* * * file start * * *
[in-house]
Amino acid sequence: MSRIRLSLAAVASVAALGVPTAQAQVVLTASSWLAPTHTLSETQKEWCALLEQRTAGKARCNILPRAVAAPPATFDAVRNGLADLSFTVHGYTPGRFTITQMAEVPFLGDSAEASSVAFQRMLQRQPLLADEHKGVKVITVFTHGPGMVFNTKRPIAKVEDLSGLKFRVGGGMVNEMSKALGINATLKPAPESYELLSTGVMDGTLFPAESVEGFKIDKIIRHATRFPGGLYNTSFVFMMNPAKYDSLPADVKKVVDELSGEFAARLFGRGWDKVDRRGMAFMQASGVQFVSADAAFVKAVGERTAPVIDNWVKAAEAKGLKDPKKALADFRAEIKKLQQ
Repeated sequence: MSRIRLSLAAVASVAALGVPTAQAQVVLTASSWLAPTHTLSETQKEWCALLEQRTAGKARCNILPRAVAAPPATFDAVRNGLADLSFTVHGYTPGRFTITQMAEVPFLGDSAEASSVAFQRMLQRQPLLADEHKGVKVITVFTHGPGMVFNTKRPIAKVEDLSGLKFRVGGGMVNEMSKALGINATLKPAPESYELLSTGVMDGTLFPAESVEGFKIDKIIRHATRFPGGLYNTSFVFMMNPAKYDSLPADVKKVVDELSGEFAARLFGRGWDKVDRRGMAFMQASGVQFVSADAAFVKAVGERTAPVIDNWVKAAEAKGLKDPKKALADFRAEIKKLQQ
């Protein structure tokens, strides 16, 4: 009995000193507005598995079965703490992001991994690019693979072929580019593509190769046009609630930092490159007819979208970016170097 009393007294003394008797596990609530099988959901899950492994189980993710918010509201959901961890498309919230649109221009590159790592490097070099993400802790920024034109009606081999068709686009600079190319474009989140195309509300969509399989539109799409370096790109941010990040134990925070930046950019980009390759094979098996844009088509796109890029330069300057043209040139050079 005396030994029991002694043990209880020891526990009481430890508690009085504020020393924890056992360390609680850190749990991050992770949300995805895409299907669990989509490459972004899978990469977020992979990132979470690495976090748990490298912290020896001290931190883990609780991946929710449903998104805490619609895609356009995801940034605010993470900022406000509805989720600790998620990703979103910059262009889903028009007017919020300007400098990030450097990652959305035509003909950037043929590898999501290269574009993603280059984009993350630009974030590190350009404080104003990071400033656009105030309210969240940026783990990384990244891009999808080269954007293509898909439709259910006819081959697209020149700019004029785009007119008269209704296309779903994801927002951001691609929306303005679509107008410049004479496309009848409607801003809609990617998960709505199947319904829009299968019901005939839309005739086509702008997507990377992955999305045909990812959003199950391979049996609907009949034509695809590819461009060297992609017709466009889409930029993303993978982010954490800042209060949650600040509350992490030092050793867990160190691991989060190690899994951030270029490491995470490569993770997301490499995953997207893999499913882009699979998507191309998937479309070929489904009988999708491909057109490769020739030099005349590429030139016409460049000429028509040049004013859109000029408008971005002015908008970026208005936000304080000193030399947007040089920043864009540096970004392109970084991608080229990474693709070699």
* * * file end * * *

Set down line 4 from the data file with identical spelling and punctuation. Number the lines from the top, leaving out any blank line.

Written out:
């Protein structure tokens, strides 16, 4: 009995000193507005598995079965703490992001991994690019693979072929580019593509190769046009609630930092490159007819979208970016170097 009393007294003394008797596990609530099988959901899950492994189980993710918010509201959901961890498309919230649109221009590159790592490097070099993400802790920024034109009606081999068709686009600079190319474009989140195309509300969509399989539109799409370096790109941010990040134990925070930046950019980009390759094979098996844009088509796109890029330069300057043209040139050079 005396030994029991002694043990209880020891526990009481430890508690009085504020020393924890056992360390609680850190749990991050992770949300995805895409299907669990989509490459972004899978990469977020992979990132979470690495976090748990490298912290020896001290931190883990609780991946929710449903998104805490619609895609356009995801940034605010993470900022406000509805989720600790998620990703979103910059262009889903028009007017919020300007400098990030450097990652959305035509003909950037043929590898999501290269574009993603280059984009993350630009974030590190350009404080104003990071400033656009105030309210969240940026783990990384990244891009999808080269954007293509898909439709259910006819081959697209020149700019004029785009007119008269209704296309779903994801927002951001691609929306303005679509107008410049004479496309009848409607801003809609990617998960709505199947319904829009299968019901005939839309005739086509702008997507990377992955999305045909990812959003199950391979049996609907009949034509695809590819461009060297992609017709466009889409930029993303993978982010954490800042209060949650600040509350992490030092050793867990160190691991989060190690899994951030270029490491995470490569993770997301490499995953997207893999499913882009699979998507191309998937479309070929489904009988999708491909057109490769020739030099005349590429030139016409460049000429028509040049004013859109000029408008971005002015908008970026208005936000304080000193030399947007040089920043864009540096970004392109970084991608080229990474693709070699």